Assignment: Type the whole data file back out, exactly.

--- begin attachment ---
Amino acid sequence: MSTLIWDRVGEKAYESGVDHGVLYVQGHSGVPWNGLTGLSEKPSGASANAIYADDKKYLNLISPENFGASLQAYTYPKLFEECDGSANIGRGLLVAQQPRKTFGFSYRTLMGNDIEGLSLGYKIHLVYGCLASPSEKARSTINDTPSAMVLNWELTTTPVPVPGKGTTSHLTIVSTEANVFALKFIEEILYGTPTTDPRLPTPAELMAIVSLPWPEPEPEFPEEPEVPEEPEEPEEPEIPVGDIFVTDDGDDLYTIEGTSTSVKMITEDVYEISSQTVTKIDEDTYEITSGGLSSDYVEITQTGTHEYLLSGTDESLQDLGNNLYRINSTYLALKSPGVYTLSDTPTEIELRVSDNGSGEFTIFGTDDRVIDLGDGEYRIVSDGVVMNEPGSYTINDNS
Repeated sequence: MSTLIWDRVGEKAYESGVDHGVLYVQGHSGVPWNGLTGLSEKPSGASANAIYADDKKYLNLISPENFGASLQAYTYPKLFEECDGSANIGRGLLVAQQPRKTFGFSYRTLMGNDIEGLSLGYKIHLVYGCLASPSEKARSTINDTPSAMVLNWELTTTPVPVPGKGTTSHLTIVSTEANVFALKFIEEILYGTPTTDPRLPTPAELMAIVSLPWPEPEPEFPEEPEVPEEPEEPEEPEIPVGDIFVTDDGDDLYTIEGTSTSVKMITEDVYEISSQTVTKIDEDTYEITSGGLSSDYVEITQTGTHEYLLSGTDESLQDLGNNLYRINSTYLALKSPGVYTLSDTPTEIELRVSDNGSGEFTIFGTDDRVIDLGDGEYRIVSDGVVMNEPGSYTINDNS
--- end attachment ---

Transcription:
Amino acid sequence: MSTLIWDRVGEKAYESGVDHGVLYVQGHSGVPWNGLTGLSEKPSGASANAIYADDKKYLNLISPENFGASLQAYTYPKLFEECDGSANIGRGLLVAQQPRKTFGFSYRTLMGNDIEGLSLGYKIHLVYGCLASPSEKARSTINDTPSAMVLNWELTTTPVPVPGKGTTSHLTIVSTEANVFALKFIEEILYGTPTTDPRLPTPAELMAIVSLPWPEPEPEFPEEPEVPEEPEEPEEPEIPVGDIFVTDDGDDLYTIEGTSTSVKMITEDVYEISSQTVTKIDEDTYEITSGGLSSDYVEITQTGTHEYLLSGTDESLQDLGNNLYRINSTYLALKSPGVYTLSDTPTEIELRVSDNGSGEFTIFGTDDRVIDLGDGEYRIVSDGVVMNEPGSYTINDNS
Repeated sequence: MSTLIWDRVGEKAYESGVDHGVLYVQGHSGVPWNGLTGLSEKPSGASANAIYADDKKYLNLISPENFGASLQAYTYPKLFEECDGSANIGRGLLVAQQPRKTFGFSYRTLMGNDIEGLSLGYKIHLVYGCLASPSEKARSTINDTPSAMVLNWELTTTPVPVPGKGTTSHLTIVSTEANVFALKFIEEILYGTPTTDPRLPTPAELMAIVSLPWPEPEPEFPEEPEVPEEPEEPEEPEIPVGDIFVTDDGDDLYTIEGTSTSVKMITEDVYEISSQTVTKIDEDTYEITSGGLSSDYVEITQTGTHEYLLSGTDESLQDLGNNLYRINSTYLALKSPGVYTLSDTPTEIELRVSDNGSGEFTIFGTDDRVIDLGDGEYRIVSDGVVMNEPGSYTINDNS